Criminal Law Questions? Ask a Criminal Lawyer.
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I understand your situation. How can I help you?
Did you tell the officers that he hit you, or hurt you in any way? Did you give any statement to them? If so, what did you say?
OK. There are a few things you can do.
First, go to the police and tell them that you want to add to your statement, and then include the part about you not being in the room. Second, go to the DA"s office and tell them that you want to drop charges (they may ask you to complete an affidavit of non-prosecution). Keep in mind that the DA doesn't have to drop charges just because you ask to, but it's usually a consideration. Third, go to your husband's lawyer (if he has one already) and tell them the same story, and that you've already visited the police and DA.
I understand that, but you can still tell the DA that you would like charges dropped. They will take that into consideration since you are the "victim."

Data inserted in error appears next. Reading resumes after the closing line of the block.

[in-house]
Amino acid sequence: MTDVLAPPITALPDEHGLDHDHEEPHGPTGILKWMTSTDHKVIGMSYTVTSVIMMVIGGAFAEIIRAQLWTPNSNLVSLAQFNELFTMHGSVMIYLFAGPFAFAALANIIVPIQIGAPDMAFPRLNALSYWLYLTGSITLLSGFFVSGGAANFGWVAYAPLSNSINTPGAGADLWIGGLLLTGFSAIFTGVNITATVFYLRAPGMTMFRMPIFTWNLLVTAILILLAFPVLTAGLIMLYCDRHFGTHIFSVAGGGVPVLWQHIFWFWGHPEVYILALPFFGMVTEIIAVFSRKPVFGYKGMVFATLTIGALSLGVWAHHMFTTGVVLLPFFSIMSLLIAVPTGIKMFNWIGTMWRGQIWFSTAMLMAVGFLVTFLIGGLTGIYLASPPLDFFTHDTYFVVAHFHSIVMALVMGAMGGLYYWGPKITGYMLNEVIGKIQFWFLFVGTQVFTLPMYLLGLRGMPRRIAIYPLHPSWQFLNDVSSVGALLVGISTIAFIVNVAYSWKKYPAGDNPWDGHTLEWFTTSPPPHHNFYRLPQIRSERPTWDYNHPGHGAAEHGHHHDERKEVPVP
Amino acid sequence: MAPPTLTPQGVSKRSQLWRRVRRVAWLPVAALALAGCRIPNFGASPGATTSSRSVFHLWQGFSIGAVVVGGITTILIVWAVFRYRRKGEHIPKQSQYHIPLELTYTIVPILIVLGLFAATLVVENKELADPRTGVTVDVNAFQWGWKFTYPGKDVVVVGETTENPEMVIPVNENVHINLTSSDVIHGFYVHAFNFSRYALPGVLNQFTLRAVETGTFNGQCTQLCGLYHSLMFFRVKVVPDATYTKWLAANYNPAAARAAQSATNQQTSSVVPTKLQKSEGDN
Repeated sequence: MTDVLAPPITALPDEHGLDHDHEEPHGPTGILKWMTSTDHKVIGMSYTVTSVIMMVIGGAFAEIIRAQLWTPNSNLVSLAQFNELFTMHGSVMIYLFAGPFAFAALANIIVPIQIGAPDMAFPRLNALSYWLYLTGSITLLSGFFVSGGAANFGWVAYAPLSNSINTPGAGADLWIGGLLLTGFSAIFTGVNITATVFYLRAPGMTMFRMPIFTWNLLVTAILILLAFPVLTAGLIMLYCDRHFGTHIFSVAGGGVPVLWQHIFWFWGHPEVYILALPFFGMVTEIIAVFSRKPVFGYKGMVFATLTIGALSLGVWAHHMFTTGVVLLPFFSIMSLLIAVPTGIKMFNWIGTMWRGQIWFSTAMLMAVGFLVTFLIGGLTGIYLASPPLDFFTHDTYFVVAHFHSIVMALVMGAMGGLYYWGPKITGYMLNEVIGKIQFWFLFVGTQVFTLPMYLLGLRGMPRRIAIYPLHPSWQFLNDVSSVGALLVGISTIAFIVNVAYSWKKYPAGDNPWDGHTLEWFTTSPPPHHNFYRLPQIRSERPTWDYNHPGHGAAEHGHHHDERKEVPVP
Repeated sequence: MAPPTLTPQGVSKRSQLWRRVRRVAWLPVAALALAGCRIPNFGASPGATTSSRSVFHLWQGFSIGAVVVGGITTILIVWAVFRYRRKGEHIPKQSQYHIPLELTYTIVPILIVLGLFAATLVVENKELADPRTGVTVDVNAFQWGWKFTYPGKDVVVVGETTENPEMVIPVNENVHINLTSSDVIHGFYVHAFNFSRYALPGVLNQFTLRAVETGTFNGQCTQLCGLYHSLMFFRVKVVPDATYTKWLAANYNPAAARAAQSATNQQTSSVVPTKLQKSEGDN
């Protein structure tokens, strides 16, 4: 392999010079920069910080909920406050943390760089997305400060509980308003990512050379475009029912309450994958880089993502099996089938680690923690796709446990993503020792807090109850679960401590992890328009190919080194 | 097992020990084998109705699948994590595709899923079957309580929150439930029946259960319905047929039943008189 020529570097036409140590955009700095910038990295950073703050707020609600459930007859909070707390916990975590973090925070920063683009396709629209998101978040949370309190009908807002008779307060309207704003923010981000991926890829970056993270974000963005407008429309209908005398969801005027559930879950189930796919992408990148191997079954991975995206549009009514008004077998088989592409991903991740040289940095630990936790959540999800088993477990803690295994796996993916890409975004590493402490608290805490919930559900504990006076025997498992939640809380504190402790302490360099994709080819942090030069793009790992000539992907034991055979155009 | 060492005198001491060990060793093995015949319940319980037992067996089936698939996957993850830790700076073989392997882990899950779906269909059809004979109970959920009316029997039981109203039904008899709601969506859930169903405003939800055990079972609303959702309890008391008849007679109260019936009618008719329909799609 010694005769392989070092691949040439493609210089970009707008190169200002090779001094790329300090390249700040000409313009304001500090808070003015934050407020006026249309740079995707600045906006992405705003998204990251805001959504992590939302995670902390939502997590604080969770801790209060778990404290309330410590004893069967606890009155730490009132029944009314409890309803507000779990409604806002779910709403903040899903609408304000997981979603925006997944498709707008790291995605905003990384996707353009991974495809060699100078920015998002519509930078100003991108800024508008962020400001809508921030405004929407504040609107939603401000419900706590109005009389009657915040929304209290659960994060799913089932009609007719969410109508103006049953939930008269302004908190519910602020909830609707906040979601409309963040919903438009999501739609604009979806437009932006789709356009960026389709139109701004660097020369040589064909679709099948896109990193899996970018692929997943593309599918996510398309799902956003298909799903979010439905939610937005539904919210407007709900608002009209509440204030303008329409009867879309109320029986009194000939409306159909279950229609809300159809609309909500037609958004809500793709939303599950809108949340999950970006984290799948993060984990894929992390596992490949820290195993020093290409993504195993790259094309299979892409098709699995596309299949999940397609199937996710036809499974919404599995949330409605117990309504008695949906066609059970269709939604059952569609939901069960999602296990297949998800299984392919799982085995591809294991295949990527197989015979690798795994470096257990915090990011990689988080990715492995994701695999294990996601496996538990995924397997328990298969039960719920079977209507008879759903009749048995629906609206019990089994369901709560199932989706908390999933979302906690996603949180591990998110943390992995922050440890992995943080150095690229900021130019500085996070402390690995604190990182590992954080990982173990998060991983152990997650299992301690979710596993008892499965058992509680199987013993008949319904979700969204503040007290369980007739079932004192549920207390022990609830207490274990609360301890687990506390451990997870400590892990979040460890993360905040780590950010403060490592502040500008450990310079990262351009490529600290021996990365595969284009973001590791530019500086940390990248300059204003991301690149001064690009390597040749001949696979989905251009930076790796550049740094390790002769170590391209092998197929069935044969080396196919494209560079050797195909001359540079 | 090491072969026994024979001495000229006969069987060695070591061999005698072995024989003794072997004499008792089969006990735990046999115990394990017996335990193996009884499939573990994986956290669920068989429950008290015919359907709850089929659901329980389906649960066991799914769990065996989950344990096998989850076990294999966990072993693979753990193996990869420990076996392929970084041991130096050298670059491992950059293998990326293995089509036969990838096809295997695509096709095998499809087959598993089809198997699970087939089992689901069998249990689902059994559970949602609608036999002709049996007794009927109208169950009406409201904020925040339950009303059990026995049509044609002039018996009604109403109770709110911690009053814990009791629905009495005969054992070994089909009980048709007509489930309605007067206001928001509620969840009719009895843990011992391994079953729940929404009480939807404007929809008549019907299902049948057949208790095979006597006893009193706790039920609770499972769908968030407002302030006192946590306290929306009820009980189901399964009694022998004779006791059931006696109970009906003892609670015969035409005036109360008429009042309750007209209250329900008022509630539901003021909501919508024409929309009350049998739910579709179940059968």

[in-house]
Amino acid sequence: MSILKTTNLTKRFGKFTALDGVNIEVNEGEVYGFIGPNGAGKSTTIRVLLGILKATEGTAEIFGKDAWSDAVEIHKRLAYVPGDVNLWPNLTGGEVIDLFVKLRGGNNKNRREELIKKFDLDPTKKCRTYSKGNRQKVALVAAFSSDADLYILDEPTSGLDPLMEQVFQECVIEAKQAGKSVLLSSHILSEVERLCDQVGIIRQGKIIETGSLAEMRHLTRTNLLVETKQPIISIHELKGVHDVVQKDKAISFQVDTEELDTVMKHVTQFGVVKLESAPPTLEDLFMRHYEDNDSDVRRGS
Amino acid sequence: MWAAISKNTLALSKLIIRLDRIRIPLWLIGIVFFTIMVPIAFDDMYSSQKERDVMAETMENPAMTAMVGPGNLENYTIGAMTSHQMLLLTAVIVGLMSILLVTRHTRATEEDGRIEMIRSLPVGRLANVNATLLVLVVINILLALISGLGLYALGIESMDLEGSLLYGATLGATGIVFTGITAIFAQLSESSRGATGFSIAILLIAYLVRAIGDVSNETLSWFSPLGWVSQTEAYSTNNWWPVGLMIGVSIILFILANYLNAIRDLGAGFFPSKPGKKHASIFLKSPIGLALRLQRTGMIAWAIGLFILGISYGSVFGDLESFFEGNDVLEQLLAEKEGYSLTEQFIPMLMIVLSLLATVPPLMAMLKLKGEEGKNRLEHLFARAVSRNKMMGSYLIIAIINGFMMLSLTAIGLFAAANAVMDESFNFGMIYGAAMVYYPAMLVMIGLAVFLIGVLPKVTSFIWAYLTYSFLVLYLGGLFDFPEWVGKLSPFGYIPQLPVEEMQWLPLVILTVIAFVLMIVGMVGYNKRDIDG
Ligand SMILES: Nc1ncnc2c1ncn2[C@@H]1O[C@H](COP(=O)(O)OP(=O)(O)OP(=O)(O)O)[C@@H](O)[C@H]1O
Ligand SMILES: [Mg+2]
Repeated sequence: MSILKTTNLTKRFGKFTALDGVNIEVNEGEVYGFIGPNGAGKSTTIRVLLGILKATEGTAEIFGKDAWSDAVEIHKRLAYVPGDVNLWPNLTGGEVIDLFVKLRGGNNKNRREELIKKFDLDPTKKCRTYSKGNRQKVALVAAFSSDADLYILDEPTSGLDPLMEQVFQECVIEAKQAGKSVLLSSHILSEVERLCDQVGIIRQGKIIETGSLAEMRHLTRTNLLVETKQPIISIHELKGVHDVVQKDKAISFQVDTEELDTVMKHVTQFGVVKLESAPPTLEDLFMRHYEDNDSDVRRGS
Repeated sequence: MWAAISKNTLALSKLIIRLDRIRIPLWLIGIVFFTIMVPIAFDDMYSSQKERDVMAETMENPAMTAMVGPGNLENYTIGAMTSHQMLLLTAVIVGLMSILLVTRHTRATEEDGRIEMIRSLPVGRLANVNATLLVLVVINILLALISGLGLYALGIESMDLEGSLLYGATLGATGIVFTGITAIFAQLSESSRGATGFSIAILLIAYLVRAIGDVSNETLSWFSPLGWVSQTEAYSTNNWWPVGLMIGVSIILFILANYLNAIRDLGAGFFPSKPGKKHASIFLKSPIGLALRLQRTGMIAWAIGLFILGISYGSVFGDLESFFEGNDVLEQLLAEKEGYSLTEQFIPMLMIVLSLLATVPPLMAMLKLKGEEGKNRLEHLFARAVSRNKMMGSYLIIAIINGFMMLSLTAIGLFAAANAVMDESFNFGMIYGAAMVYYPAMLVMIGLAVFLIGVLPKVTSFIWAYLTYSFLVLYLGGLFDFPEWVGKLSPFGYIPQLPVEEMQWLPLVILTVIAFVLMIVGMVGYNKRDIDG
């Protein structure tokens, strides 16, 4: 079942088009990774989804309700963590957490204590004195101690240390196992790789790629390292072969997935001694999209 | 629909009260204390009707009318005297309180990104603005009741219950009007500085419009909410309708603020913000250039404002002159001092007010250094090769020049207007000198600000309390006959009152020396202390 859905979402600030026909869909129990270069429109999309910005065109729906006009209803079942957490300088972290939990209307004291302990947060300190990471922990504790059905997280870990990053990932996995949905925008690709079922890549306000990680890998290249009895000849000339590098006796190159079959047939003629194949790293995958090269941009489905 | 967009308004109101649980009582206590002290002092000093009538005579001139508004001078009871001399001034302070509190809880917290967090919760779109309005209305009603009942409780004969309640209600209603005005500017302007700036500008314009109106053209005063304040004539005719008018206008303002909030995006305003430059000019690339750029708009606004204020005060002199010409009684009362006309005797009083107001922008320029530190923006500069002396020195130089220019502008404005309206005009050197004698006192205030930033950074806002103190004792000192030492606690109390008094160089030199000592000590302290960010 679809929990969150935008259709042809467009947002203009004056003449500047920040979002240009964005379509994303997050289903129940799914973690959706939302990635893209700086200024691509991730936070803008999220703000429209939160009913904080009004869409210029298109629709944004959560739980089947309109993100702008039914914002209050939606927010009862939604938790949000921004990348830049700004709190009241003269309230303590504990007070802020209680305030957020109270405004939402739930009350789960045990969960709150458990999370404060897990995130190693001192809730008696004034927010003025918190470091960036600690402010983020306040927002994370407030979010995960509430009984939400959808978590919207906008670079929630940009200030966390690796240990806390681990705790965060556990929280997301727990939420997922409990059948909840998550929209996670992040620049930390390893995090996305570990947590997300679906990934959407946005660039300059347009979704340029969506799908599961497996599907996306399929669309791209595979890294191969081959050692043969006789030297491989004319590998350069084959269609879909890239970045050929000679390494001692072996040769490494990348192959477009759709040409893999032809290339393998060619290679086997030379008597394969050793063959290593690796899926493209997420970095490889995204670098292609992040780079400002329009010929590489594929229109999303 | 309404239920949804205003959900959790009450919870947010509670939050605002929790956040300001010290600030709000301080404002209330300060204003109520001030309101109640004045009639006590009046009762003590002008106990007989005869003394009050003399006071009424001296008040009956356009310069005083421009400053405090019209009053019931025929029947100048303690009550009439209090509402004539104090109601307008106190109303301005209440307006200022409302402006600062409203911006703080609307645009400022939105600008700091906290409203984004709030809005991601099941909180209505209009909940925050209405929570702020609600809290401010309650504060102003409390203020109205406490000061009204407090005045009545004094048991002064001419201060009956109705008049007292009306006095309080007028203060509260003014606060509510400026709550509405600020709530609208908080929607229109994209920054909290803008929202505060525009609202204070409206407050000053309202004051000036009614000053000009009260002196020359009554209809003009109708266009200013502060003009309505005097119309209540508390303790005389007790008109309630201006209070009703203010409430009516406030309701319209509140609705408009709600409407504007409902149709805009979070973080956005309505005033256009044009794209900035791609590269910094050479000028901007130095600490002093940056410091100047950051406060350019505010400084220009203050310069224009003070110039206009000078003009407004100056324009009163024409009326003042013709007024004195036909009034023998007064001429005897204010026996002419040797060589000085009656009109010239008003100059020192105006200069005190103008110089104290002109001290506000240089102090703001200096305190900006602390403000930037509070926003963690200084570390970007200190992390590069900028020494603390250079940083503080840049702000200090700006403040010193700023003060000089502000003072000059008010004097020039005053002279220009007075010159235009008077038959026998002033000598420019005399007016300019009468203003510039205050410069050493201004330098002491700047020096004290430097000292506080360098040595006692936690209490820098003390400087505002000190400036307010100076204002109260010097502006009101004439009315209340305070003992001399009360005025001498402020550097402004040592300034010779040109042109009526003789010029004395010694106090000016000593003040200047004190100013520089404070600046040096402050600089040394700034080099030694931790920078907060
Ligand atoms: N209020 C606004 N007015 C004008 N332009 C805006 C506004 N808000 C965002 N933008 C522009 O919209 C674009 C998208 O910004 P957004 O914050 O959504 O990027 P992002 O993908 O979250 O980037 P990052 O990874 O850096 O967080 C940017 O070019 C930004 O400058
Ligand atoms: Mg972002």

Yes. Like I said above, you need to talk to the DA and tell them you want to drop charges. It may get the case dropped now. I doubt, however, that it will reduce his bond since the judge sets the bond and they usually have standard amounts they use for every charge.
If they are dropped, there won't be a bond.
It can't hurt to write out the statement. It isn't necessary, but if it will make you feel more comfortable, I see no issue with it.
You'd have to wait until the morning. The DA's office is only open 8-5. You need to go to the police tomorrow, as well.
It is really important to clear up those facts - that you weren't in the room and that you didn't fear for your safety. In most cases like this, the police just arrest someone to calm things down. Unless someone is injured, DA's don't typically hold on tight to cases like this. That's just been my experience.
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It shouldn't. It's not a crime to throw your own things in your own house, so long as you aren't throwing them at someone else. It's also not a crime to get angry.